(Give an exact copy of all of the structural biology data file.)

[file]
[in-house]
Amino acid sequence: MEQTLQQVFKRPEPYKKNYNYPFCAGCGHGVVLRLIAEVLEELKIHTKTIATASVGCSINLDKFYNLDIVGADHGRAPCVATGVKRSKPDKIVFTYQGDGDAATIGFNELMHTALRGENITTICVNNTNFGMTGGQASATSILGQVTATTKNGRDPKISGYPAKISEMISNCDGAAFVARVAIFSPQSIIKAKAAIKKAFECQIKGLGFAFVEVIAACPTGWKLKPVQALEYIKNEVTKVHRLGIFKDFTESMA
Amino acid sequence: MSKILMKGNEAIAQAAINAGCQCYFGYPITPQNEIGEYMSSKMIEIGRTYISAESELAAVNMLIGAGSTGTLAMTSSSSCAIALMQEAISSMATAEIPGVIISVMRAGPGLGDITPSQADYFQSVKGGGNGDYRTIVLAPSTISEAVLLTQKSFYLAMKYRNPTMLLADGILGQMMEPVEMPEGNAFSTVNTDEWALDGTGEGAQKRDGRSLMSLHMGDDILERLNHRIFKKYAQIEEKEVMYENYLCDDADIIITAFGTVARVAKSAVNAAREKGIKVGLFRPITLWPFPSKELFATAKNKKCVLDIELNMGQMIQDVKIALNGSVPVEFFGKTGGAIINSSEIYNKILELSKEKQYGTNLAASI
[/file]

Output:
[in-house]
Amino acid sequence: MEQTLQQVFKRPEPYKKNYNYPFCAGCGHGVVLRLIAEVLEELKIHTKTIATASVGCSINLDKFYNLDIVGADHGRAPCVATGVKRSKPDKIVFTYQGDGDAATIGFNELMHTALRGENITTICVNNTNFGMTGGQASATSILGQVTATTKNGRDPKISGYPAKISEMISNCDGAAFVARVAIFSPQSIIKAKAAIKKAFECQIKGLGFAFVEVIAACPTGWKLKPVQALEYIKNEVTKVHRLGIFKDFTESMA
Amino acid sequence: MSKILMKGNEAIAQAAINAGCQCYFGYPITPQNEIGEYMSSKMIEIGRTYISAESELAAVNMLIGAGSTGTLAMTSSSSCAIALMQEAISSMATAEIPGVIISVMRAGPGLGDITPSQADYFQSVKGGGNGDYRTIVLAPSTISEAVLLTQKSFYLAMKYRNPTMLLADGILGQMMEPVEMPEGNAFSTVNTDEWALDGTGEGAQKRDGRSLMSLHMGDDILERLNHRIFKKYAQIEEKEVMYENYLCDDADIIITAFGTVARVAKSAVNAAREKGIKVGLFRPITLWPFPSKELFATAKNKKCVLDIELNMGQMIQDVKIALNGSVPVEFFGKTGGAIINSSEIYNKILELSKEKQYGTNLAASI